NJ Senator Proposes Bill with Tax Cut for Top Earners
November 5, 2015
A recent bill proposed by New Jersey Sen. Joseph Pennacchio, R-Morris, would provide a 1 percent tax credit for high net worth individuals earning over $500,000 annually. The goal of the bill is to stimulate the state’s economy and attract small businesses and multinational corporations and prevent state-to-state migration of the top earners in New Jersey.
The bill intends to reduce state-to-state migration
Sen. Pennacchio’s bill listed economic indicators that illustrate how high tax rates for businesses and high net worth residents have driven them out of the state, according to a New Jersey Spotlight report. The bill claims that stagnant growth has resulted from the 8.97 percent income tax for New Jersey’s highest earners, the ninth highest tax rate in the nation and top among northeastern states. This has prevented the state’s economy from remaining competitive with neighboring states such as New York, Connecticut, Massachusetts, Pennsylvania and Delaware. Further, Pennacchio cited the fact that New Jersey has the fifth highest corporate tax rate in the U.S. at 9 percent.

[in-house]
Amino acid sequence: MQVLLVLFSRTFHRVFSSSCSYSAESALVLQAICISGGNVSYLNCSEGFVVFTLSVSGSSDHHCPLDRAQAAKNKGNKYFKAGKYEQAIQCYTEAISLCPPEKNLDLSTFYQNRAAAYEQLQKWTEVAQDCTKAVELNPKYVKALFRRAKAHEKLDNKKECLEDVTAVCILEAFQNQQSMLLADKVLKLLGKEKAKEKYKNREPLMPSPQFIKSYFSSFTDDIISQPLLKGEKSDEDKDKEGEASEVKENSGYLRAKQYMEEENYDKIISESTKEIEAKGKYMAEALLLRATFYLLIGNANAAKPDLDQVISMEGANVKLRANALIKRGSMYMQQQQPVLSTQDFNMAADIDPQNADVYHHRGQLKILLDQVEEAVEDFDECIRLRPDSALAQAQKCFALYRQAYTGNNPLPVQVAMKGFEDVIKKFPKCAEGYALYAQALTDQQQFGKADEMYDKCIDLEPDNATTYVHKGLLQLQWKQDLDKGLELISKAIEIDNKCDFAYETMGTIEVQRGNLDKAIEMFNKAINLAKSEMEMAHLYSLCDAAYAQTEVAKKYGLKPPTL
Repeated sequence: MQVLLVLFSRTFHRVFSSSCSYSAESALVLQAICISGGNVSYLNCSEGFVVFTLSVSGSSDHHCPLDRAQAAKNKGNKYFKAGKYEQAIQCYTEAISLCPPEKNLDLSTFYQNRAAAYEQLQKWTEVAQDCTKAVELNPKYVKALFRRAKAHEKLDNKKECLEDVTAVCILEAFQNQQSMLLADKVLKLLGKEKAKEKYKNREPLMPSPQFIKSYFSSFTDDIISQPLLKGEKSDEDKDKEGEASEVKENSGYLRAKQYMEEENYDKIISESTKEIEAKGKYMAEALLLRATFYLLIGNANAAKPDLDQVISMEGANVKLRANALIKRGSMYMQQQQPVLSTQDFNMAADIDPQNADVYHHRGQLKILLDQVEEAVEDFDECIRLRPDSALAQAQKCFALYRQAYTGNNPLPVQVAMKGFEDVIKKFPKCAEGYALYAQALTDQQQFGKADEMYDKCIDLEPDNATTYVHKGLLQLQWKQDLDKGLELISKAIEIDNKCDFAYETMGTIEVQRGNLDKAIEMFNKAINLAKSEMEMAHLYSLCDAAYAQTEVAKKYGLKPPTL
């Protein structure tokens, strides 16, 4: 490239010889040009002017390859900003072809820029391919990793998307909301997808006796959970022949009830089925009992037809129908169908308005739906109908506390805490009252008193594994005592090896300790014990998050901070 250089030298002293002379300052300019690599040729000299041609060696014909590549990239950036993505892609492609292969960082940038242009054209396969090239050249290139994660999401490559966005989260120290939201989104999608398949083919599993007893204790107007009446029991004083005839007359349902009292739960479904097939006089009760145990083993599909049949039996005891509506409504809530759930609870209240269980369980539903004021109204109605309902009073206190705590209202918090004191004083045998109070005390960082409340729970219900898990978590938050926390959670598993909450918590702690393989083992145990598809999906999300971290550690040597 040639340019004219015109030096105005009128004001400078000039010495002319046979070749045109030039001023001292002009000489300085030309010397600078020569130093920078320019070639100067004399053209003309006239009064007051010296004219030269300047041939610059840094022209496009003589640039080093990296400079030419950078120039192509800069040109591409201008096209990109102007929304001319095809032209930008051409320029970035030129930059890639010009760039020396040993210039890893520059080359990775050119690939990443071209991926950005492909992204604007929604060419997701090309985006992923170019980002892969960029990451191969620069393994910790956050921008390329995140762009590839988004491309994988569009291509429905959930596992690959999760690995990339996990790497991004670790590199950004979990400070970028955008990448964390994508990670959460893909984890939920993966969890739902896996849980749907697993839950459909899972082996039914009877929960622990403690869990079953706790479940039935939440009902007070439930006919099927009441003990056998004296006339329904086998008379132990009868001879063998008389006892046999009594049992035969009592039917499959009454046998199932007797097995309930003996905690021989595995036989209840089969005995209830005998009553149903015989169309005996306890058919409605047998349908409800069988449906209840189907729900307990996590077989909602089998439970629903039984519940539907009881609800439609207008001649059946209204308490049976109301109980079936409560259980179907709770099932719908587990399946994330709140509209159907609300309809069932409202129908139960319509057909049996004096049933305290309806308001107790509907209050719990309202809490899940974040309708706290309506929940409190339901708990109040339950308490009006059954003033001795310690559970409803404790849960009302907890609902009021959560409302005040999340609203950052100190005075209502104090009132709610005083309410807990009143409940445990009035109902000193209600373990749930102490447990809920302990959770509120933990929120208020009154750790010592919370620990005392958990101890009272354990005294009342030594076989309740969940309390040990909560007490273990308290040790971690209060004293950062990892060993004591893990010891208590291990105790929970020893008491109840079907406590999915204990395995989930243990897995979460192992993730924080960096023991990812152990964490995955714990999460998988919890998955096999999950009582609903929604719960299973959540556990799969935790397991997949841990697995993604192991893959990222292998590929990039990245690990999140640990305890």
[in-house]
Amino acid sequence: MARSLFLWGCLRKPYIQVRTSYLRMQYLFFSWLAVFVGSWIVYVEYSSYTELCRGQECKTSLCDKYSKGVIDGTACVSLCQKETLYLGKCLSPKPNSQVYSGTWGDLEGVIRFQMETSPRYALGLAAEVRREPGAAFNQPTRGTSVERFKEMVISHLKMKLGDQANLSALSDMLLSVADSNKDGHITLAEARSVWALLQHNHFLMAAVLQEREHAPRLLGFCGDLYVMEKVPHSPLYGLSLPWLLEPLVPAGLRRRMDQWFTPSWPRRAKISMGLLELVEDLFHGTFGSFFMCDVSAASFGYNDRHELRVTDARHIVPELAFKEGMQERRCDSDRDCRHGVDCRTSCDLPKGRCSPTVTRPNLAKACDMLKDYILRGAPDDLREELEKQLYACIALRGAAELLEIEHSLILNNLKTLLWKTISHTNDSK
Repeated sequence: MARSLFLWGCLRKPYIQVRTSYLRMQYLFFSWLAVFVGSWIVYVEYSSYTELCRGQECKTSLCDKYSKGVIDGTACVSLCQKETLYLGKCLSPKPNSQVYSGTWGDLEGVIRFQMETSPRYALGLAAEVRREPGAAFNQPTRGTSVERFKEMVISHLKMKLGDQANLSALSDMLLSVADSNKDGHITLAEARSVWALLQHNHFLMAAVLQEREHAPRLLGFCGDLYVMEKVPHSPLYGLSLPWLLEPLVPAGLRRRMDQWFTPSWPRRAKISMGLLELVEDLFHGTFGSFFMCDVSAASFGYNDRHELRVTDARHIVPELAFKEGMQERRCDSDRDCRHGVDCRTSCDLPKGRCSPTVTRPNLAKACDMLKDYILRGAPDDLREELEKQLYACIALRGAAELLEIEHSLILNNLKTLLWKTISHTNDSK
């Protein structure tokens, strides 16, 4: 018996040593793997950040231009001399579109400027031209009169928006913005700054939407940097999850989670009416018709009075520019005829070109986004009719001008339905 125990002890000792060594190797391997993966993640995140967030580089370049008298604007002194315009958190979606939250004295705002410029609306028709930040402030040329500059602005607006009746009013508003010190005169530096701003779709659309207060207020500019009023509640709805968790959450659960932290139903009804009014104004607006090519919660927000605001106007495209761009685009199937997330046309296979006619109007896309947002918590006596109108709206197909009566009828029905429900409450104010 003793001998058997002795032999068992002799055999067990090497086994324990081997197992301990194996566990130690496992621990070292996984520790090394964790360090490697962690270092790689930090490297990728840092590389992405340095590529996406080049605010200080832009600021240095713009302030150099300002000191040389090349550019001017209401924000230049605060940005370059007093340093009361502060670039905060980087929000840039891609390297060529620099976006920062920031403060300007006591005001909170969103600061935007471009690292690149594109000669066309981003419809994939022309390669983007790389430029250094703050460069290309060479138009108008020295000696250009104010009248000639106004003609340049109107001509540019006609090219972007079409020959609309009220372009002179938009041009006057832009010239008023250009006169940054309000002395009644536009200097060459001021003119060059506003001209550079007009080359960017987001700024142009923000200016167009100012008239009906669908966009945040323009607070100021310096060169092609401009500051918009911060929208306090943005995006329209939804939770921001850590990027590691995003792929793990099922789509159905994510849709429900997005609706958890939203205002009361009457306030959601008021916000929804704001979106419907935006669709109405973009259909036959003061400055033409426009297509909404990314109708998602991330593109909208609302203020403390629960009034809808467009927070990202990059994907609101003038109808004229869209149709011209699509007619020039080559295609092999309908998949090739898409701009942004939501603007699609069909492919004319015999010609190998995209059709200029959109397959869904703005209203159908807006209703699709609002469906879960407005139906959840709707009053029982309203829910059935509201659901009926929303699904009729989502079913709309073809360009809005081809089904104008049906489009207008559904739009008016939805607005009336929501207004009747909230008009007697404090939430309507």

Pennacchio’s bill highlights how businesses and high net worth individuals are migrating to neighboring states for more favorable tax climates. According to a 2013 New Jersey census data, 70,000 New Jersey residents moved to neighboring states in 2013. At its current rate, the total, domestic outflow is projected to reach 400,000 for the years 2015 to 2020.
Details of the economic growth plan
Under Pennacchio’s bill, the state would reduce the current top-end income tax rate of 8.97 percent to 7.97 percent. The tax credit would significantly reduce tax revenue for the state as there would be one percent less charged on each dollar over $500,000.
It is not clear how the bill will impact the income tax revenue generated by the state, as a fiscal note has not yet been prepared by legislative analysts. However, Pennacchio argued that the bill will stimulate economic growth for more than 50,000 residents who earn over $500,000 per year, thus decreasing migration and stimulating local economies. The senator also explained that the bill will position New Jersey’s top-end income tax rate to become more competitive with New York at 8.82 percent, Delaware at 6.6 percent, and Pennsylvania at 3.3 percent.
The bill received the support of Gov. Chris Christie, R, whose administration has approved over $6 billion in corporate tax incentives since 2010.